I’ve been racist.
I grew up in a predominately white town. There was one black family in my neighbourhood. I was never taught about race growing up, but I knew that those kids didn’t look like me, and I didn’t know why.
When I was in middle school, my friend and I filmed a video project for school where she was playing Oprah. I put dark-coloured makeup on her to make her look more black. I didn’t know this was wrong.
During my first year of university, I dressed up as an Indigenous woman for Halloween. This is before I learned about intersectionality and cultural appropriation in one of my courses less than a year later. I remember feeling sick to my stomach when I found out. I almost deleted all the photos from my Facebook in embarrassment. However, I didn’t, because at the time, I didn’t know it was wrong.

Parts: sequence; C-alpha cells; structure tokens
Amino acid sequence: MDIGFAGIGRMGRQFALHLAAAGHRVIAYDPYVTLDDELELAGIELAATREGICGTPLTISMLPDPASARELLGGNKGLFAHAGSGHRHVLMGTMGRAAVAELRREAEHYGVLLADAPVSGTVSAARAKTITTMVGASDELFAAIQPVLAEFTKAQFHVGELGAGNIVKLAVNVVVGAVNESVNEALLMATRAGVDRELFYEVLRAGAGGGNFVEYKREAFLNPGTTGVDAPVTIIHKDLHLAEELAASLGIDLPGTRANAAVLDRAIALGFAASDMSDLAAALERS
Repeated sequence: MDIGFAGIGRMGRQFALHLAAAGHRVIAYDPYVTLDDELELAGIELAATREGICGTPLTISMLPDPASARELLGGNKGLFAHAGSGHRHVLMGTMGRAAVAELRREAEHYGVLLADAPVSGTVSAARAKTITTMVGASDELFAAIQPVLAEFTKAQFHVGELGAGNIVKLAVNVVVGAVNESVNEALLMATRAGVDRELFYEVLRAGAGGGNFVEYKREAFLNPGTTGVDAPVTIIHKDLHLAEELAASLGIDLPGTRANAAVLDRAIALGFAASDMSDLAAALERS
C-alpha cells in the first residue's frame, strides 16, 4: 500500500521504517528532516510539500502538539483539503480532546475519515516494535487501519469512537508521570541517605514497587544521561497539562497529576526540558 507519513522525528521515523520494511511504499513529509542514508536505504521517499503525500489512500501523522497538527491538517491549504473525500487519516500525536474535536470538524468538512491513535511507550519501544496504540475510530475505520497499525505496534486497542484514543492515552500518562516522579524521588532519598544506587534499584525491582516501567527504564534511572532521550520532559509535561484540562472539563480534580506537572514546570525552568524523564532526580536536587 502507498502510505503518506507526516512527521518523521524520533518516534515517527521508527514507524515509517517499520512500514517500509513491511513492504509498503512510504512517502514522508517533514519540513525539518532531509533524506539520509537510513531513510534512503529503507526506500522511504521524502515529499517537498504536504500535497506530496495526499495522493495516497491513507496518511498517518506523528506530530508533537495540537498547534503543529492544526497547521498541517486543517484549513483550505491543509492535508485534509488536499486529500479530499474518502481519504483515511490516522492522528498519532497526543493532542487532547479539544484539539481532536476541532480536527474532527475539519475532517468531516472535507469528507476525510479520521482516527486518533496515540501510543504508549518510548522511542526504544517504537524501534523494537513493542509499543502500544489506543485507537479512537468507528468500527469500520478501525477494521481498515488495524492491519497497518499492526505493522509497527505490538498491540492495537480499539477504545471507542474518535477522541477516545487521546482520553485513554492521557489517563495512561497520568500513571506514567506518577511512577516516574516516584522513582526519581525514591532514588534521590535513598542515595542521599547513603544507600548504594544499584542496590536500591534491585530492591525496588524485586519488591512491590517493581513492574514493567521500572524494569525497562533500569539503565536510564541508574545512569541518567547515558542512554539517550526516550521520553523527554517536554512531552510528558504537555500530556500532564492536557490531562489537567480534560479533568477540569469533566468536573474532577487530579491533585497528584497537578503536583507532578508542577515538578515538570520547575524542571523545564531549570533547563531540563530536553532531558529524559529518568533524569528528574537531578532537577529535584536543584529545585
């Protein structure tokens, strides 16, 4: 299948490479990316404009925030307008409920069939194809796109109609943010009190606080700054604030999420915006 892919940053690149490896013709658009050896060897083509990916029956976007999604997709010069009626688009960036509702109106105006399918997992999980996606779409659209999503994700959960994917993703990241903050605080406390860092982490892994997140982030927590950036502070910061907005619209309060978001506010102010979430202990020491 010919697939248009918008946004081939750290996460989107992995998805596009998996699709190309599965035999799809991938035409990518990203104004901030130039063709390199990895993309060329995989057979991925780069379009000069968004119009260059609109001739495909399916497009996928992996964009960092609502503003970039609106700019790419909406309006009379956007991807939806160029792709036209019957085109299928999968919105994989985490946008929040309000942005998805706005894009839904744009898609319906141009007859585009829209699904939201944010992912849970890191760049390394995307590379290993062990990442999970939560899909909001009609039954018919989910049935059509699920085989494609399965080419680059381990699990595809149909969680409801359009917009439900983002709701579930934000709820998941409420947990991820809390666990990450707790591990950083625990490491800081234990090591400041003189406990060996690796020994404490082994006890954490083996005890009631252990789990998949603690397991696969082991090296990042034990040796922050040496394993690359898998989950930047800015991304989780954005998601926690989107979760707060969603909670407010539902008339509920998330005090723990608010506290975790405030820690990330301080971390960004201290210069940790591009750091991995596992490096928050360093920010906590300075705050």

We are, without a doubt, an incredible species. We’ve built huge machines that can fly from one end of the world to the other. We’ve discovered ancient burial grounds and fossils from animals living millions of years ago. Heck, we’ve even put a man on the moon. We are a smart species, a species whose learning capabilities are beyond that of any other animal on the planet. It should not be this hard to learn acceptance. It should not be this difficult to acknowledge that we have not always known right from wrong. That we are constantly developing and moulding into a better version of ourselves. I’m a white person, and I’ve been racist. I know this. I know I’ve benefited from the colour of my skin in all areas of my life. I know that I can never know what it’s like not to be white. I know that I am still learning, and will continue to do so throughout my lifetime. White people, we need to do better. We need to put our ego aside and stop saying “I’m not racist,” because the fact of the matter is racism is so ingrained in our society that we all have benefited from it, whether we’re aware of it or not. What matters is not what we’ve done in the past. What matters is what we do now to make a better world for the future. I’ve been racist, and I’m sorry. I will do better.